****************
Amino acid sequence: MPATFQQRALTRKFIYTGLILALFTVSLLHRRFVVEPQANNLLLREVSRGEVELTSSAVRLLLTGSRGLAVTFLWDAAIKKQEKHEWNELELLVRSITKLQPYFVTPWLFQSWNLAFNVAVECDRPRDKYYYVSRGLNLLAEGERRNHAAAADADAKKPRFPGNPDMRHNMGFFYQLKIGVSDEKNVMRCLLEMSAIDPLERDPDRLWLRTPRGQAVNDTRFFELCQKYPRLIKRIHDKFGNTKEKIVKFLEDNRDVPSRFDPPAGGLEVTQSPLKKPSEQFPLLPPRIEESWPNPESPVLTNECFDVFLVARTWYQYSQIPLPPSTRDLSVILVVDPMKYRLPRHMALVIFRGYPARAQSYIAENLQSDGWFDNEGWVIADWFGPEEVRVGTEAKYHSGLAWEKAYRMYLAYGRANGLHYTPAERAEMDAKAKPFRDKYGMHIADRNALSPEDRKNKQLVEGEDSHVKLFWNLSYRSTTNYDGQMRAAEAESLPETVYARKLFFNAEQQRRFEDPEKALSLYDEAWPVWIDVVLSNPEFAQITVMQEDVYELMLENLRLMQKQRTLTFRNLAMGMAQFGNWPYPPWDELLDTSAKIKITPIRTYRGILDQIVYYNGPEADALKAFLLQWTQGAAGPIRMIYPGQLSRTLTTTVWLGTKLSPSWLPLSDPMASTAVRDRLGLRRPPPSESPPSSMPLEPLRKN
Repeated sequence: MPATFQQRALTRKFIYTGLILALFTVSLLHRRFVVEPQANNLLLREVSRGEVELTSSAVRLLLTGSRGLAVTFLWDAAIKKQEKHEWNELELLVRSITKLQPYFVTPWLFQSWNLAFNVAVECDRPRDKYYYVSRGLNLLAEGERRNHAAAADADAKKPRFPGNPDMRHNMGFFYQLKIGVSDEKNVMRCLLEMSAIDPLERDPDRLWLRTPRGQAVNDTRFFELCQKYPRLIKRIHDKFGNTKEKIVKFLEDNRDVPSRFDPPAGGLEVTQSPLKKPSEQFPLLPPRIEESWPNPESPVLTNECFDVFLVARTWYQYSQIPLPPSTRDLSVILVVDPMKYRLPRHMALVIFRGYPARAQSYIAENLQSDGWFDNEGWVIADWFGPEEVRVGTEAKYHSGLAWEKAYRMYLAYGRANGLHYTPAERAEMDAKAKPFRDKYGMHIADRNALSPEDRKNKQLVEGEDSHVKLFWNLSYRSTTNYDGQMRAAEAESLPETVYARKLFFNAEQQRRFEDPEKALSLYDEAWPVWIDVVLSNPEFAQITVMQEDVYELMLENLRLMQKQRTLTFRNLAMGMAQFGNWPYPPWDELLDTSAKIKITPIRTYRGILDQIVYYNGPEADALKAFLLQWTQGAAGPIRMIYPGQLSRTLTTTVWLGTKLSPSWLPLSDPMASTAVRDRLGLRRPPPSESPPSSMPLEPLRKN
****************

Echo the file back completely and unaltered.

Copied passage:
Amino acid sequence: MPATFQQRALTRKFIYTGLILALFTVSLLHRRFVVEPQANNLLLREVSRGEVELTSSAVRLLLTGSRGLAVTFLWDAAIKKQEKHEWNELELLVRSITKLQPYFVTPWLFQSWNLAFNVAVECDRPRDKYYYVSRGLNLLAEGERRNHAAAADADAKKPRFPGNPDMRHNMGFFYQLKIGVSDEKNVMRCLLEMSAIDPLERDPDRLWLRTPRGQAVNDTRFFELCQKYPRLIKRIHDKFGNTKEKIVKFLEDNRDVPSRFDPPAGGLEVTQSPLKKPSEQFPLLPPRIEESWPNPESPVLTNECFDVFLVARTWYQYSQIPLPPSTRDLSVILVVDPMKYRLPRHMALVIFRGYPARAQSYIAENLQSDGWFDNEGWVIADWFGPEEVRVGTEAKYHSGLAWEKAYRMYLAYGRANGLHYTPAERAEMDAKAKPFRDKYGMHIADRNALSPEDRKNKQLVEGEDSHVKLFWNLSYRSTTNYDGQMRAAEAESLPETVYARKLFFNAEQQRRFEDPEKALSLYDEAWPVWIDVVLSNPEFAQITVMQEDVYELMLENLRLMQKQRTLTFRNLAMGMAQFGNWPYPPWDELLDTSAKIKITPIRTYRGILDQIVYYNGPEADALKAFLLQWTQGAAGPIRMIYPGQLSRTLTTTVWLGTKLSPSWLPLSDPMASTAVRDRLGLRRPPPSESPPSSMPLEPLRKN
Repeated sequence: MPATFQQRALTRKFIYTGLILALFTVSLLHRRFVVEPQANNLLLREVSRGEVELTSSAVRLLLTGSRGLAVTFLWDAAIKKQEKHEWNELELLVRSITKLQPYFVTPWLFQSWNLAFNVAVECDRPRDKYYYVSRGLNLLAEGERRNHAAAADADAKKPRFPGNPDMRHNMGFFYQLKIGVSDEKNVMRCLLEMSAIDPLERDPDRLWLRTPRGQAVNDTRFFELCQKYPRLIKRIHDKFGNTKEKIVKFLEDNRDVPSRFDPPAGGLEVTQSPLKKPSEQFPLLPPRIEESWPNPESPVLTNECFDVFLVARTWYQYSQIPLPPSTRDLSVILVVDPMKYRLPRHMALVIFRGYPARAQSYIAENLQSDGWFDNEGWVIADWFGPEEVRVGTEAKYHSGLAWEKAYRMYLAYGRANGLHYTPAERAEMDAKAKPFRDKYGMHIADRNALSPEDRKNKQLVEGEDSHVKLFWNLSYRSTTNYDGQMRAAEAESLPETVYARKLFFNAEQQRRFEDPEKALSLYDEAWPVWIDVVLSNPEFAQITVMQEDVYELMLENLRLMQKQRTLTFRNLAMGMAQFGNWPYPPWDELLDTSAKIKITPIRTYRGILDQIVYYNGPEADALKAFLLQWTQGAAGPIRMIYPGQLSRTLTTTVWLGTKLSPSWLPLSDPMASTAVRDRLGLRRPPPSESPPSSMPLEPLRKN